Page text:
Potential clinical application of GASMAS

In the transition from intrauterine environment to air, immediately after birth, the neonate fills the airways down to the alveolar level with air to start breathing and gas exchange. Preterm neonates are born with lungs still in prenatal stages. The lack of surfactant results in increase respiratory effort to expand the lung which has weak alveoli due to RDS. By enabling the localization of regions in the lung with poorly inflated alveoli, GASMAS technology could be a key support for clinicians in the diagnostics and quantification of surfactant deficiency. The probes could be placed over the thorax for long hours and track the administration of exogenous surfactant as well as the treatment response of the patient. This could result in optimized timing of rescue doses of surfactant and prevention of alveolar collapse.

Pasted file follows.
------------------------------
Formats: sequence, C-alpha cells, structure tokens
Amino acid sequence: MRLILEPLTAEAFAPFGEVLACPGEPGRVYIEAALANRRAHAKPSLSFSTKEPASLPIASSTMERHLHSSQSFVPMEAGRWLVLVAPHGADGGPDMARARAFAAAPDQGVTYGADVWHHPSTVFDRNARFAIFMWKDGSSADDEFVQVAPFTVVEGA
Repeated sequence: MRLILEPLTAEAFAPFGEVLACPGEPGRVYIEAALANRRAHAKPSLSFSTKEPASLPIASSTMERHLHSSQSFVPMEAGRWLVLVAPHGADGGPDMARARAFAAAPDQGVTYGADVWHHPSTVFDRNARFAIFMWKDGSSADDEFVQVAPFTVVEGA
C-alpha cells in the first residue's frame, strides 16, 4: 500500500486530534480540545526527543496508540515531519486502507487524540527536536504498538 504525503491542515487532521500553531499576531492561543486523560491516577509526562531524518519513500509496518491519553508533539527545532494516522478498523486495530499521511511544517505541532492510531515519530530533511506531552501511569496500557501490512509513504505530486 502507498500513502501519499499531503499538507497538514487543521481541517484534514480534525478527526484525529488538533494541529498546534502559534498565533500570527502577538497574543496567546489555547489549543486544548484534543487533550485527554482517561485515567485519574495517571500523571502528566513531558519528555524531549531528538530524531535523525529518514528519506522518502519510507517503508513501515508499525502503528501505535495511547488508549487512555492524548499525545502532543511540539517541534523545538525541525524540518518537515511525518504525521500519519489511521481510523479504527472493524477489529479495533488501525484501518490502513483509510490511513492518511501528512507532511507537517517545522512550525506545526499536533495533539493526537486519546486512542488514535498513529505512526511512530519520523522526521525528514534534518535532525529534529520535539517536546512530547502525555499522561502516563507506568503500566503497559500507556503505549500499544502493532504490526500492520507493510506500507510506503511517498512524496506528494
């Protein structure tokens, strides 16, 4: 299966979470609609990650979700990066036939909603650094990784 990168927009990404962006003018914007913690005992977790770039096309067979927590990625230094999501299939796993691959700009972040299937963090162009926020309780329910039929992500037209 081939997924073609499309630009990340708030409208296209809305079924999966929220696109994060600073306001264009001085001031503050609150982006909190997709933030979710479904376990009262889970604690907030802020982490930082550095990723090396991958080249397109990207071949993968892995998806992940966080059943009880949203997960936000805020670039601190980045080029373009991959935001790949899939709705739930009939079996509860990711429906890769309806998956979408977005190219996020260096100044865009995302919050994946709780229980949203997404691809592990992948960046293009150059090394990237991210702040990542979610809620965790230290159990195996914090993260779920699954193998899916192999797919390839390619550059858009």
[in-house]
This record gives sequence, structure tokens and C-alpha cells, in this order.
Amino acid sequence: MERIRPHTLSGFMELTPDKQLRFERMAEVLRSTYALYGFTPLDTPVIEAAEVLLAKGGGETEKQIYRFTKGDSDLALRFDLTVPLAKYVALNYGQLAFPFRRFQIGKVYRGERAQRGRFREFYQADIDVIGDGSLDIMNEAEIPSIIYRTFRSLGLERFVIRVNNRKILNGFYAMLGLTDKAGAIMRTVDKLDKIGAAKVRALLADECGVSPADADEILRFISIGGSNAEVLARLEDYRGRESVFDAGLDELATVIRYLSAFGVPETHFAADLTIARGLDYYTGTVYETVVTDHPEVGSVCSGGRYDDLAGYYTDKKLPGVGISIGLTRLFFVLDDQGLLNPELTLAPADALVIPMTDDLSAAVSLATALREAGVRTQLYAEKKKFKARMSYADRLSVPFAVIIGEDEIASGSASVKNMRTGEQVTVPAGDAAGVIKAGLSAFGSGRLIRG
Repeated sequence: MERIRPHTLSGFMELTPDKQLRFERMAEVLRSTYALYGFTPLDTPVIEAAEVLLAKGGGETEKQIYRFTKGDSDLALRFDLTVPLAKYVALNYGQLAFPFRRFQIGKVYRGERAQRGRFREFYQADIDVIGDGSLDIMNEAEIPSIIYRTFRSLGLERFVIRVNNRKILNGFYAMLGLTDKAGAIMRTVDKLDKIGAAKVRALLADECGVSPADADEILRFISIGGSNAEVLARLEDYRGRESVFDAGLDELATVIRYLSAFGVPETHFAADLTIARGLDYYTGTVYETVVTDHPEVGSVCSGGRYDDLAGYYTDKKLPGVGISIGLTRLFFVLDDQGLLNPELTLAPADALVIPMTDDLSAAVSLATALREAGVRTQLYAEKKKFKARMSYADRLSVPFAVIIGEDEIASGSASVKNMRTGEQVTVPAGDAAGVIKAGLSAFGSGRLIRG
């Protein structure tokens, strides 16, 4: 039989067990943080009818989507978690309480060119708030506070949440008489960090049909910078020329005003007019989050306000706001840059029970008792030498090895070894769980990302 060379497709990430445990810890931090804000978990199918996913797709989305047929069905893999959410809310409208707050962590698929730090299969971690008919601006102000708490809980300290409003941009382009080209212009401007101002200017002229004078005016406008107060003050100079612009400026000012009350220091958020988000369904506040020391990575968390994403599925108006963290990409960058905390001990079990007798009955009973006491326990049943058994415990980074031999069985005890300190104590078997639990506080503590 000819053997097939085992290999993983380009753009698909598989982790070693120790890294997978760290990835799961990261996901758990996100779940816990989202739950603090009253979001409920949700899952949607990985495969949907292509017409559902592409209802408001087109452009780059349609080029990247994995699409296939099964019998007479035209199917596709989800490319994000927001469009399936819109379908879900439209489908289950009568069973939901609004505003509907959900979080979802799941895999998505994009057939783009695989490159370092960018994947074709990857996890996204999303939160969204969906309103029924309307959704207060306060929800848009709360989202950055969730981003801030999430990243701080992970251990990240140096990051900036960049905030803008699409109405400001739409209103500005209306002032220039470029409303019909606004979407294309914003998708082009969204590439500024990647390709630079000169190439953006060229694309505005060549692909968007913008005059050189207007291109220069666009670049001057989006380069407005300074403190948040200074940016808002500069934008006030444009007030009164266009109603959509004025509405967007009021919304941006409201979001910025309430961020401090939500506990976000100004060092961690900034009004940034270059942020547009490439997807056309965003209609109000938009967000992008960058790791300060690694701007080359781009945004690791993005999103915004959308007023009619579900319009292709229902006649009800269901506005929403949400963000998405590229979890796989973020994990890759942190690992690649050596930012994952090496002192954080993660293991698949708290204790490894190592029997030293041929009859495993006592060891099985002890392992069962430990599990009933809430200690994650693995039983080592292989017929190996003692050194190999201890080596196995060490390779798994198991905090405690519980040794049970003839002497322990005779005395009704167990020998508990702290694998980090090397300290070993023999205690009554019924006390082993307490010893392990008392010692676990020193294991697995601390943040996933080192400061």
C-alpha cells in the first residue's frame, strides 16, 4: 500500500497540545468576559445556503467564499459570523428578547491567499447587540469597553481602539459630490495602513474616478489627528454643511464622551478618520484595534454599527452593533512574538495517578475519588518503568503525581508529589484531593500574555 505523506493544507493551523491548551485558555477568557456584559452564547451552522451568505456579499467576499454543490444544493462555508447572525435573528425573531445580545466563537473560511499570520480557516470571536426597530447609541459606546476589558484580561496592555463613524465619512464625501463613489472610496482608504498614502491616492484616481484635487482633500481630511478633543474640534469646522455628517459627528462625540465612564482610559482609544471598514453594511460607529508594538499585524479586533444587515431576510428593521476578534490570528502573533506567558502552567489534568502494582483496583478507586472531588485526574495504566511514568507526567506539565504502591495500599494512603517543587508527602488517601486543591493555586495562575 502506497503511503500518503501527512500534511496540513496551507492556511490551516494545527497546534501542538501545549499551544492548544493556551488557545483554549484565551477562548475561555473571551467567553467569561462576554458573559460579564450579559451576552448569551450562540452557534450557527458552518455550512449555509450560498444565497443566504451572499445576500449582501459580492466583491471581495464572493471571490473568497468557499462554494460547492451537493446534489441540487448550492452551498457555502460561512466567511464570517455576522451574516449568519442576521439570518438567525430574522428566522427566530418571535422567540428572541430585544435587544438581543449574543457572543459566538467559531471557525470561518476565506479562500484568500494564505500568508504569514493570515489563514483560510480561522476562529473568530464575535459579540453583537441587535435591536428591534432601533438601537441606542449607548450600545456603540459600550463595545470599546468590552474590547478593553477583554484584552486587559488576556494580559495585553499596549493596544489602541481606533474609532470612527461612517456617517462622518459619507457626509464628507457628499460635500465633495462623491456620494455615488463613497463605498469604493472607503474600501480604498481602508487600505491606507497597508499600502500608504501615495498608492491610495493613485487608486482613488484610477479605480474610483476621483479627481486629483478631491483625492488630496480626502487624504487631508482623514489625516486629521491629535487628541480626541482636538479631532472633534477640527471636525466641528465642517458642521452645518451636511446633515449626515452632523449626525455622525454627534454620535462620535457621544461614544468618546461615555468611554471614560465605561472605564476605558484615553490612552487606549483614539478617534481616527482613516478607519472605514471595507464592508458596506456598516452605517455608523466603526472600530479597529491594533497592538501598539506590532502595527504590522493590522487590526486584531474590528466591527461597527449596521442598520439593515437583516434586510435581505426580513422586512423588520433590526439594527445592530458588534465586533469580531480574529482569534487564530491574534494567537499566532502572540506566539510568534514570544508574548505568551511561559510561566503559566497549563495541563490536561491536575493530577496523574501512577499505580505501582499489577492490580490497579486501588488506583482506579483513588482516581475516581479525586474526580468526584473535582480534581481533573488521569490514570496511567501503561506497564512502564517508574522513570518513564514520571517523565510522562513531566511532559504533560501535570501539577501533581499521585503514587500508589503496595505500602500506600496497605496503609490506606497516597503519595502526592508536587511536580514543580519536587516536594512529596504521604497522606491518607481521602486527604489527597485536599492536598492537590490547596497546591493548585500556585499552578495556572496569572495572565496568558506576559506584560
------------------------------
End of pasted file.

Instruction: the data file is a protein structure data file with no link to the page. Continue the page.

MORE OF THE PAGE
Recent efforts have assessed minimally invasive surfactant administration to provide surfactant without intubation and thus avoiding mechanical ventilation [16]. The results of such studies are promising. GASMAS technology may have a very important additional role to play in optimizing surfactant administration, mechanical ventilation techniques, endotracheal tube placement if required, and an additional tool to enhance extubating thresholds and strategies to prevent reintubation. Chronic Lung Dysfunction (CLD) usually evolves in preterm infants from their RDS. It is a consequence of the improved survival of new borns and the most relevant specific condition that adversely affects postnatal lung development. Risk factors for CLD are mechanical ventilation, fluid overload and hyperoxia [17]. Inflammation is an indication that CLD will develop. GASMAS technology is also capable of measuring inflated volume in the lung and can potentially quantify inflammatory changes within the lungs of preterm infants. This would present a huge step in the optimization of clinical care, since chest radiography, the gold standard for diagnosis, might not always correlate with the clinical severity in CLD [7]. Postnatal infections, including sepsis and pneumonia are also risk factors for CLD where lung injury is thought to be mediated by inflammation [18]. Further studies could determine if infection of lung tissue has a gaseous biological marker. If so, GASMAS technology could optimize antibiotics administration.